5. And while you are sorting out these terms and conditions, don’t forget that we need a life which is free of fear. Don’t confine us where people who don’t understand horses will scare us half to death: our instinct is to run and we can get really hurt if we are made to panic.

 

Now, a word about training techniques – you know the sort of thing: wrapping us up in plastic bags and prodding us with sticks (never try that one with a Welshie which has been shoved through a sale as a sucker!). We will try our hearts out and do our best to understand you, but be sure to differentiate which is benefiting us and which is grooming your own ego. We can all (without exception) be trained to do lots of stuff, but don’t make us look silly please – we are too good for that.

It’s all about the horses – so watch your step!

The ‘L’ word

It’s here again, it’s Spring.

Some of you will know that I am just beginning my Easter holidays in the top field.

Easter hols

This is the first Easter holiday I have had for two years, because I had a bout of laminitis the year before last. It only hurt for a short while, but I had to stay in the stable for AGES while my hooves grew out ans then a very little bit of turnout got included in my day for quite a while. I always had company near me and toys, but it was a bit of a long haul. At last, the other day, when the farrier was changing my made-to-measure shoes, he said my feet were back to normal. Hooray!

The snag is, now that I have had laminitis, I will always be in danger of it happening again. I am a small chap, designed by nature to walk miles for every mouthful, but this farm is used to feeding cattle and sheep – it doesn’t know about the walking for miles thing – so my diet has to be restricted. Actually, everyone’s diet has to be watched here, because we are all fatties – even Hooligan who is 16hh with the longest legs in the world! The only exception is Twinkle, who is elderly and has a few dental issues, so she is allowed to eat the long grass.

So here I am, with Bramble and Paddy, on a diet, but having some freedom and a great view of the sea. She says I might be here for a week, or a month – depending on the weekly weigh-tape.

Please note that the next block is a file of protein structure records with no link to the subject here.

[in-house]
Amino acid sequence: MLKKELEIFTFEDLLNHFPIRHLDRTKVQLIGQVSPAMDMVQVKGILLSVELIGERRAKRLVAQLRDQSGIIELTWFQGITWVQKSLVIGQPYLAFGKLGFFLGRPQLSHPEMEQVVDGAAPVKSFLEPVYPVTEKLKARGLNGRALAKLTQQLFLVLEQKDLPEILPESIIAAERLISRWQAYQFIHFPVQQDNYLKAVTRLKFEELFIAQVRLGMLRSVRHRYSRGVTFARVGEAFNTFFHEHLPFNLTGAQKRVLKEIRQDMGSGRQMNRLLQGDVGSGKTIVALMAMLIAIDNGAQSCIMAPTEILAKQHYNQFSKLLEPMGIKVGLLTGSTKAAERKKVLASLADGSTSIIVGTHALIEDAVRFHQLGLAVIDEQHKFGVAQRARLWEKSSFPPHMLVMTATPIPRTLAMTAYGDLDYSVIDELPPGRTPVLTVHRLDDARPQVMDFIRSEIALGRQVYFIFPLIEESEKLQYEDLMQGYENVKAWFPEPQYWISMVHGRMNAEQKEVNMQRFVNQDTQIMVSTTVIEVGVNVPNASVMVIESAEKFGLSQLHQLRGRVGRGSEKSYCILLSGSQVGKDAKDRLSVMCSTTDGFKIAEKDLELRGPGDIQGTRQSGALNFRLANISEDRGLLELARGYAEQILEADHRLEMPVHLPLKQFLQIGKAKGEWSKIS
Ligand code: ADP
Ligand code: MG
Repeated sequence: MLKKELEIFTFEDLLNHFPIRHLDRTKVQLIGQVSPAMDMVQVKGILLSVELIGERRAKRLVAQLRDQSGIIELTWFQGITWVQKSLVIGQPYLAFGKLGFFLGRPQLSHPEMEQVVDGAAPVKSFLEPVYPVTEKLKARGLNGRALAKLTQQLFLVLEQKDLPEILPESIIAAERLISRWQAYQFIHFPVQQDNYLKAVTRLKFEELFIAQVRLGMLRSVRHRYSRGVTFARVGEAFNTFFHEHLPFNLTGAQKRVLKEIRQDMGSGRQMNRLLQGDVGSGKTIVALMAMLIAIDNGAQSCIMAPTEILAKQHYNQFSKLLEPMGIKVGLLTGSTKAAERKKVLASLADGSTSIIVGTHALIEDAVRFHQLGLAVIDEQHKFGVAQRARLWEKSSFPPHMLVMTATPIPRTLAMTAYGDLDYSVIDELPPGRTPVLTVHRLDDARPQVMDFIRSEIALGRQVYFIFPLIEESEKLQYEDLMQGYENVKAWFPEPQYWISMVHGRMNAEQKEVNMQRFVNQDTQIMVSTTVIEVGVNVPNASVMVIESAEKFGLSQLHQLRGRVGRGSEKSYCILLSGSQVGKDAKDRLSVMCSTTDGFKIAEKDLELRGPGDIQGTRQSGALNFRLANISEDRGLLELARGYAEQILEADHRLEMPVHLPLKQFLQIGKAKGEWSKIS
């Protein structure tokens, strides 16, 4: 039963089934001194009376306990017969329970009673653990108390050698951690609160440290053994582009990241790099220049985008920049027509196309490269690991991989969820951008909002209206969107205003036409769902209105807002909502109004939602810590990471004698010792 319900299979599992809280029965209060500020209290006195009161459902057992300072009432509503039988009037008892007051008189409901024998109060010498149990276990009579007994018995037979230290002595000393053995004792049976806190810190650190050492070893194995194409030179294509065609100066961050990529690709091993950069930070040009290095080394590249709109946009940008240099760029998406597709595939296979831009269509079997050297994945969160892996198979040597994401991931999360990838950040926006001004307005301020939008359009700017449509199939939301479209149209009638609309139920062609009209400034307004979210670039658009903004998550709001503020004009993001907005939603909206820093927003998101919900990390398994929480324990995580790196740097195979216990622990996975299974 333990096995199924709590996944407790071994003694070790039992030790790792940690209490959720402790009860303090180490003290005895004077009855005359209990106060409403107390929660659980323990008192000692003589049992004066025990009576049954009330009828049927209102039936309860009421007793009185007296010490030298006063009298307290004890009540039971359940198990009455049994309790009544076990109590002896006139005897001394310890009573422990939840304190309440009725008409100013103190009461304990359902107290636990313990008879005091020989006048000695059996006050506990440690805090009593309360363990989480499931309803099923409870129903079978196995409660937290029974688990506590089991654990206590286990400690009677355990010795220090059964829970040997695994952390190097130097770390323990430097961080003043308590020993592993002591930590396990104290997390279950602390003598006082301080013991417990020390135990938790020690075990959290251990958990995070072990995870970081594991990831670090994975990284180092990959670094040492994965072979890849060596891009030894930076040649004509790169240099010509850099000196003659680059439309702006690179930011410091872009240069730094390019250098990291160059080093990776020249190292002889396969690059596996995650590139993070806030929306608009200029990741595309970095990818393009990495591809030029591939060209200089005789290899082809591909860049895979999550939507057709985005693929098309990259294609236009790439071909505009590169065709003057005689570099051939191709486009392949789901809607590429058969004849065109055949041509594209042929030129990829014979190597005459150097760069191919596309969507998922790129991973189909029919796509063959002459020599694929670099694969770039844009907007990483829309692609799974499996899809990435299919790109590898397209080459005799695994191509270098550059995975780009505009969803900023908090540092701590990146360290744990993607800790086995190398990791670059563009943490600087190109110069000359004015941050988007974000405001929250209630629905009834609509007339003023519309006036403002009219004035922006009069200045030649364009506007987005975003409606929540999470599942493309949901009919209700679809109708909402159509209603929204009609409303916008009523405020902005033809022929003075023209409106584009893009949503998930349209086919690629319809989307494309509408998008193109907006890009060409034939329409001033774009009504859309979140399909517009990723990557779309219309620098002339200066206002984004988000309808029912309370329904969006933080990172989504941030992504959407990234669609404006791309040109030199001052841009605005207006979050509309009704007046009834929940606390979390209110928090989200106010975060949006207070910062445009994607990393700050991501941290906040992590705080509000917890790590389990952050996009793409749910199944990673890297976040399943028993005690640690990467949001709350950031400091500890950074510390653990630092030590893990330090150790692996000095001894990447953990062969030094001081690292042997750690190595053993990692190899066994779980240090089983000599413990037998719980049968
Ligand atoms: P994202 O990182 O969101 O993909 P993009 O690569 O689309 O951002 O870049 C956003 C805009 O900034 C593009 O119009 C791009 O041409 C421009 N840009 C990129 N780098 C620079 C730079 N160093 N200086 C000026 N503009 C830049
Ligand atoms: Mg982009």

Out with Bramble and Paddy

 

What price competition success?

How sad to see pictures on facebook of a horse ridden at Burghley Horse Trials in a hackamore which was fitted so low that it seemed to be restricting his nostrils. Was this a groom’s mistake or a deliberate misuse of equipment? Either way, it was allowed to compete. Where were the rigorous checks which we observed at the Olympics?

Now today, Horse and Hound leads with a story about drugs found in a leading endurance yard. Hats off to the magazine for persisting in their reports on health and welfare!

This is top level cometition we are talking about here, so ignorance of best practice (or the rules) can be no excuse. There has been much talk of the Olympic legacy and the fact that more riders are inspired to compete than ever before. So isn’t it the duty of those at the high end of equestrian sport, to set a good example?

I was made to suffer once, and as a result, I can’t work. I was tethered by my back leg and now that leg doesn’t work well enough for me to be ridden or driven. I was never quite an Olympic prospect (except in my own head of course), but the law treats me just the same as it does a four star horse.

I hope that horse with the sore nose will be OK and his owner will not try that method again. And I hope those brave endurance horses will be OK too – it’s not their fault that we have set them times they can’t achieve.

Cruelty to horses is cruelty to horses. You people have a duty to treat us right – especially when we are your ticket to success!

Autumn leaves

Seems that lovely hot weather has gone away for good. I must get my woollies on ready for the cold and wet. My friend Hooligan has started to get fluffy, but he’s no good at real fur – has to have a rug when it gets to proper winter.Image

He is doing his best though – came in covered with mud this morning, which, to be fair, does help as an extra layer. I am a great believer in mud myself.

The thing about autumn is that it brings its own set of challenges. For me, it can be just as tricky as the Spring, because the grass keeps doing a bit of a growth spurt after a warmish day. So I am standing in the stable a lot at the moment, and I have my lovely heart bar shoes back on.

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They keep me sound and make is possible for me to get more exercise. I feel for all laminitics everywhere and I hope you are getting the care you need.